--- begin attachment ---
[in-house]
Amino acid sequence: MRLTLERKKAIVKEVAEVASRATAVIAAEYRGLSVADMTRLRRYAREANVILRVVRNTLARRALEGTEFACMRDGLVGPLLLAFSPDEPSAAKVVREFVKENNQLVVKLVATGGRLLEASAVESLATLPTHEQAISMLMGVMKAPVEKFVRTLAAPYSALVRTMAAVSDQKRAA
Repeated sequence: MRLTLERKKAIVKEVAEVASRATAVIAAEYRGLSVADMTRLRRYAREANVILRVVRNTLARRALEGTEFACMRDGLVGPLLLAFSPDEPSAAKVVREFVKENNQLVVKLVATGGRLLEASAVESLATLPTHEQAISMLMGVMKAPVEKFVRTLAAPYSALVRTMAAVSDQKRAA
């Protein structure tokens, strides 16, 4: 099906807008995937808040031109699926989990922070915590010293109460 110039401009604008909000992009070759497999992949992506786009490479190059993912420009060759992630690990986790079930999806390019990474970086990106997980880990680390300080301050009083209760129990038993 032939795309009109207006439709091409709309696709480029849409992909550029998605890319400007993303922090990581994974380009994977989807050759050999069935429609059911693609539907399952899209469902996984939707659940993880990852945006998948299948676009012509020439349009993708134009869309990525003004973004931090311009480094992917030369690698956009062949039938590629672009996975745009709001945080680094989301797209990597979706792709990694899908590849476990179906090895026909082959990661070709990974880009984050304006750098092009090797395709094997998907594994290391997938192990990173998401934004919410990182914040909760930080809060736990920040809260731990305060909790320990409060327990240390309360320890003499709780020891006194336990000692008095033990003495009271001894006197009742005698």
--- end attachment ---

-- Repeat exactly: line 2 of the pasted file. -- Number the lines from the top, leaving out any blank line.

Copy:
Amino acid sequence: MRLTLERKKAIVKEVAEVASRATAVIAAEYRGLSVADMTRLRRYAREANVILRVVRNTLARRALEGTEFACMRDGLVGPLLLAFSPDEPSAAKVVREFVKENNQLVVKLVATGGRLLEASAVESLATLPTHEQAISMLMGVMKAPVEKFVRTLAAPYSALVRTMAAVSDQKRAA